Dangers of At-Home or Cold-Turkey Detox

Individuals who choose at-home or cold-turkey detox put themselves at risk for significant challenges. The medical side-effects associated with withdrawal can become quite intense and hard to manage without medication and medical staff.

Because of the lack of these elements, there is an increased risk for medical complications. Additionally, individuals that choose cold-turkey detox have much higher odds of relapsing.

Choosing a medically supervised detox leads to much higher chances of success. The following section explains why.

Why Choose a Medically Supervised Detox?

Choosing a medically supervised detox provides clients with the tools they need to navigate detox successfully. This includes the assistance of medical staff who monitor patients’ conditions constantly.

Medications are prescribed to provide relief for the most intense side effects of withdrawal. This makes patients more comfortable during the detox process, leading to lower chances of exiting and relapsing.

Additionally, patients are medically stabilized to prevent certain health risks associated with detox and withdrawal. Choosing medically supervised detox can often be the difference between success and failure.

After detox is complete and clients participate in treatment, one of the most important prescription drug abuse disorder elements is dual diagnosis. This form of treatment identifies and treats underlying mental health conditions associated with prescription drug abuse disorder.

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Dual Diagnosis and Prescription Drug Misuse

Dual diagnosis is common in prescription drug misuse and other substance abuse disorders. Normally, an underlying mental health condition perpetuates the use of drugs, often providing uses relief from the challenges associated with these mental health issues.

With the help of psychologists and other professionals, patients are able to identify these underlying conditions. Some of the most common forms are:

  • Anxiety/panic disorder
  • Social anxiety
  • Bipolar disorder
  • Depression

Treating these conditions gets to the root of prescription abuse disorder. With the proper treatment of the underlying cause, clients can actually begin to heal from their disorders and make real progress.

One of the biggest questions surrounding prescription drug abuse disorder treatment is the cost of services. The next section outlines information regarding the cost of treatment.

Costs of Prescription Drug Treatment Centers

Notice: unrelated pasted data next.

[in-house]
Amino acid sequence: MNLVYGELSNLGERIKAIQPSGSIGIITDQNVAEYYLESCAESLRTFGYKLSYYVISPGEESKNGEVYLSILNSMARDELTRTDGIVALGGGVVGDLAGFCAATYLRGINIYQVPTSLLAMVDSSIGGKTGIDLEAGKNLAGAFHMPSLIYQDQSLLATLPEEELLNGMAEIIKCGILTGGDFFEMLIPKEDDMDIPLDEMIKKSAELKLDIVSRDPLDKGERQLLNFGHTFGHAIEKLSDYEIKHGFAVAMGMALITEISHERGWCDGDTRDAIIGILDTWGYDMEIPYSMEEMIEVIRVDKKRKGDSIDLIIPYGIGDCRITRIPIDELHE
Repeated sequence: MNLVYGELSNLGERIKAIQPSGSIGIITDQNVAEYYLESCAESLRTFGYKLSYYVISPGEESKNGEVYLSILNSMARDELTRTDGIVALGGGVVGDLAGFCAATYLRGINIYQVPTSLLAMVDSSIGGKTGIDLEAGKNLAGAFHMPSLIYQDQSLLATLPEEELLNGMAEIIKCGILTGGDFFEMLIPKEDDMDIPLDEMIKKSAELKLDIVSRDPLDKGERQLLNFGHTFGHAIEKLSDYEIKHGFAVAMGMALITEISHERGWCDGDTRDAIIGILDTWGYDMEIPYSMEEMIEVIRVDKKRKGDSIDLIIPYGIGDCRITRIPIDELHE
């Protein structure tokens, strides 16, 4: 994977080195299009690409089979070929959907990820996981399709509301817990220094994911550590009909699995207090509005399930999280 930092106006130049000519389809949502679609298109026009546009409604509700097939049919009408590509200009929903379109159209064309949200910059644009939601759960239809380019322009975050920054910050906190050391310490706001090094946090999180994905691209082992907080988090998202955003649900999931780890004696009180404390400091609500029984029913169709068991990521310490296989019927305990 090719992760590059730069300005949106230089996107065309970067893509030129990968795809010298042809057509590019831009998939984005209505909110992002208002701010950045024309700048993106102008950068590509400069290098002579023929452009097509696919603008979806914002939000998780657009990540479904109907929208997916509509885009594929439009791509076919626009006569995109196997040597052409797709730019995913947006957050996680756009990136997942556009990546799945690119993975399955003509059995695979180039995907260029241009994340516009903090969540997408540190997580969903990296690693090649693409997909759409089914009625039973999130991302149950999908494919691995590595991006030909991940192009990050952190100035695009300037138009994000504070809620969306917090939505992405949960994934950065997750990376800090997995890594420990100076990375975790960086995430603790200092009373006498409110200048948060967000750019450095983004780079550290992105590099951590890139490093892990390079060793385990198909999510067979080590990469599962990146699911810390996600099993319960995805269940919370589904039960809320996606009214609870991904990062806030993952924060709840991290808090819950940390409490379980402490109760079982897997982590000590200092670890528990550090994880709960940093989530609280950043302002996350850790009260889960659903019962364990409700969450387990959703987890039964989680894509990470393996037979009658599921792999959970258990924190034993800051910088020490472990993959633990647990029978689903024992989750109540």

Most insurance providers often cover costs associated with prescription drug treatment centers. Normally, the price of drug treatment ranges anywhere from $5,000 to $35,000. However, it’s rare that individuals cover this cost out of pocket or fail to find a funding source.

State-funded treatment centers exist and grant programs for individuals who don’t have insurance. The most important thing to keep in mind is the price of addiction vs. the cost of treatment. You stand to lose much more than money because of the price of addiction. Receiving proper treatment and the right services is critical for navigating recovery.

Treatment is a critical element in long-term recovery from prescription drugs. However, long-term recovery is a realistic goal with the right resources and recovery plan.

Get Support for Lasting Recovery from Prescription Abuse at Icarus

A combination of specific elements is required for long-term recovery from prescription abuse disorder. These elements include the following:

  • The right options for detox, if necessary
  • The right level of treatment during the recovery period
  • Dual-diagnosis treatment and attention to mental health challenges
  • Aftercare services such as continued mental health and counseling sessions play a vital role in recovery. Additionally, 12-step programs and other meetings promote long-term recovery after treatment is complete.

If you or someone you know is suffering from prescription abuse disorder, Icarus Behavioral Health can provide the assistance you need. Our holistic approach to recovery provides the most significant benefits and levels of treatment with a natural twist on rehabilitation.

Contact one of our admissions specialists for more information regarding the intake process and how to become our next success story.